No, this is all true. There is only so much spectrum to be used in a wireless cell. Go to someplace like Disneyland and the data portion of your cell phone will be entirely useless. Newer wireless technologies are working on more efficient ways of transferring large amounts of data, but I don't see any way they can keep up with the rate that data usage is increasing at.

For those who can't get cable or DSL (3, Interesting)

bzzfzz (1542813) | more than 4 years ago | (#28188745)

I'll probably go out and buy one before long. Despite the expense, the 5GB monthly cap, and the onerous contract terms, the only broadband choices where I live are EVDO and an older wireless system using Alvarion [alvarion.com] gear. I got my Alvarion setup five years ago and have been gladly paying $44 a month for, at best, 320kbps, using a rooftop parabolic antenna pointed at the nearest tower. I have a laptop with an EVDO setup but still have the Alvarion gear for other household members. I would love to get rid of it.

Aside from people like me who can't get cable or DSL, devices like this work well for occasional users who are more concerned about convenience of installation than blazingly high speeds or the ability to download mountains of data. Clearwire [clearwire.com] has been selling similar services for quite some time.

Re:For those who can't get cable or DSL (0)

Anonymous Coward | more than 4 years ago | (#28193783)

When I used Clearwire, they blocked my Skype and bittorrent connections. I can not find it in my heart to recommend their service to other people.

OH MAN! (5, Insightful)

areusche (1297613) | more than 4 years ago | (#28188749)

Think of all the funny man-in-the-middle pranks you can play on desperate business travelers in airports with "free public wifi"!

Re:OH MAN! (1)

bzzfzz (1542813) | more than 4 years ago | (#28188853)

Um, let's see, you suggest perpetrating MITM fraud using a service that requires a 1 year subscription and a credit check in an area where "free public wifi" is already available for you to use as a backhaul?

Oh, I get it. The embedded platform of the MiFi router is easier to write MITM exploits for than your laptop.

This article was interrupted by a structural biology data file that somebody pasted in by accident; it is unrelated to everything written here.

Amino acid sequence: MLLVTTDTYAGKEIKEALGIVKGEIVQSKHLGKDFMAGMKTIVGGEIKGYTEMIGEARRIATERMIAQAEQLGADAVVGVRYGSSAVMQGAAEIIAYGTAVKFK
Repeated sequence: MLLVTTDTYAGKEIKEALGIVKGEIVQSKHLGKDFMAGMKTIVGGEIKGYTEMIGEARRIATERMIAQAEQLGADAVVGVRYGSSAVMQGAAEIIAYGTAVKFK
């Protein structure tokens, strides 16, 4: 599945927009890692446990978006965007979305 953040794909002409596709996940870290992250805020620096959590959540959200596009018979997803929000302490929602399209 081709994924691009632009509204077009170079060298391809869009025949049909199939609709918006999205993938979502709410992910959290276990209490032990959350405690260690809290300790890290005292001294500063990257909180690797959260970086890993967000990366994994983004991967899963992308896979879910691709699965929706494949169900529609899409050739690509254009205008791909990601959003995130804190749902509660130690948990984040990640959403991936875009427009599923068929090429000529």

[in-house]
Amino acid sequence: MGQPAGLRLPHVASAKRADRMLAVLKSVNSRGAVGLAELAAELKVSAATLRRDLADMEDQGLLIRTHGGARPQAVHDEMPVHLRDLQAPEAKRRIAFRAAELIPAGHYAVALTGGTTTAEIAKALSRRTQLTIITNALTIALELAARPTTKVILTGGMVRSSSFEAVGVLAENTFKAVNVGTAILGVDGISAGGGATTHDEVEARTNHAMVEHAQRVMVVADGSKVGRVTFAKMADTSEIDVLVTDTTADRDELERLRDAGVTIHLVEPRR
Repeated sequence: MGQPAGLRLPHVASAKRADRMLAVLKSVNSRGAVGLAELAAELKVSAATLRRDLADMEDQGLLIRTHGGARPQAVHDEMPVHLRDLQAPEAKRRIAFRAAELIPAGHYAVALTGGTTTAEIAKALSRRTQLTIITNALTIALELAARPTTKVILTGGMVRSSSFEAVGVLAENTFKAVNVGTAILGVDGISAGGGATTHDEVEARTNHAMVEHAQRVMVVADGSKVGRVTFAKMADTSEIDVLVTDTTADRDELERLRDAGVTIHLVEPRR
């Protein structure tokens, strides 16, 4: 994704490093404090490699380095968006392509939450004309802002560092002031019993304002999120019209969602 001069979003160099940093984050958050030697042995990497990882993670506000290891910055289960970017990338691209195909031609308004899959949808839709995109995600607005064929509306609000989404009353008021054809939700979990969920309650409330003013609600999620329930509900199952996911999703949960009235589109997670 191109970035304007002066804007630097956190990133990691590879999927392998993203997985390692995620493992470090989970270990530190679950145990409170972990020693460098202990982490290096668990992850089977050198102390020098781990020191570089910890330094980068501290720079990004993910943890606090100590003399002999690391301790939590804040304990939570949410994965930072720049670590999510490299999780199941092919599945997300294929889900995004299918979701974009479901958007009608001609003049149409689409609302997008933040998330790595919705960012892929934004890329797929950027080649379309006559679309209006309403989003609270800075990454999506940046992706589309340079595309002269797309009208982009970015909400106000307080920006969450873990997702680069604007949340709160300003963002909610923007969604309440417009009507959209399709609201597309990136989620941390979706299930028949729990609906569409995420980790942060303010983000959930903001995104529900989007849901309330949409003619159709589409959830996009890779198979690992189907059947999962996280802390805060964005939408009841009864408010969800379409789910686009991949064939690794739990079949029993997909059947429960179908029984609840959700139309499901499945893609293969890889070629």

Re:OH MAN! (1)

austinpoet (789122) | more than 4 years ago | (#28189019)

free public wifi available in an airport? in 2009?

do you actually fly?

hell, it's rare to see free wifi in a hotel...

Re:OH MAN! (1)

Buscador (1057444) | more than 4 years ago | (#28191579)

On my most recent trip, I found free wi-fi in the only two airports where I checked for it--San Diego and Phnom Penh.

Re:OH MAN! (1)

Khyber (864651) | more than 4 years ago | (#28193535)

What are you talking about? Every hotel I stayed at on my trip up and down the west coast and then out from CA to TN and back had free internet wifi AND ethernet jacks in lamps in the tables, and they're all different companies!

Mmm milfs (0, Funny)

Anonymous Coward | more than 4 years ago | (#28188783)

Verizon's amazing MILF what?

Got one. Love it. (4, Informative)

ScentCone (795499) | more than 4 years ago | (#28188815)

It does exactly what it's supposed to, it's tiny, fast, and very simple to administer. It's a shame that 5GB/month costs what it costs, but if you can put out one serious server fire or interact with a customer in a way that saves a deal, it's worth every bit of what it costs.

I bought one on a Friday night, and it paid for itself and earned its monthly keep before lunchtime on Saturday.

Interestingly, it seems to be far more sensitive to Verizon's local RF signals than my phone is. Which is nice.

Re:Got one. Love it. (1)

Emphron (658969) | more than 4 years ago | (#28189471)

I agree. I'll get one when they launch in Australia. I guess the reason these 3G plans are so expensive is that business travellers are prepared to pay this much to stay in connected. If you do most of your work in the office, or at home then why bother. But if you travel for work, and can't afford to be out of connection, it is a pretty useful device. Here in Australia, 3G performance is pretty slow and unpredictable. I get pretty cranky about it, but there isn't a viable alternative.

Re:Got one. Love it. (0)

Anonymous Coward | more than 4 years ago | (#28190571)

For the same monthly cost and $100 more up front, you can get a netbook that, unless I'm mistaken, can do everything this little thing can and more...it should be possible to setup an ad-hoc wireless network and share the internet connection with other devices.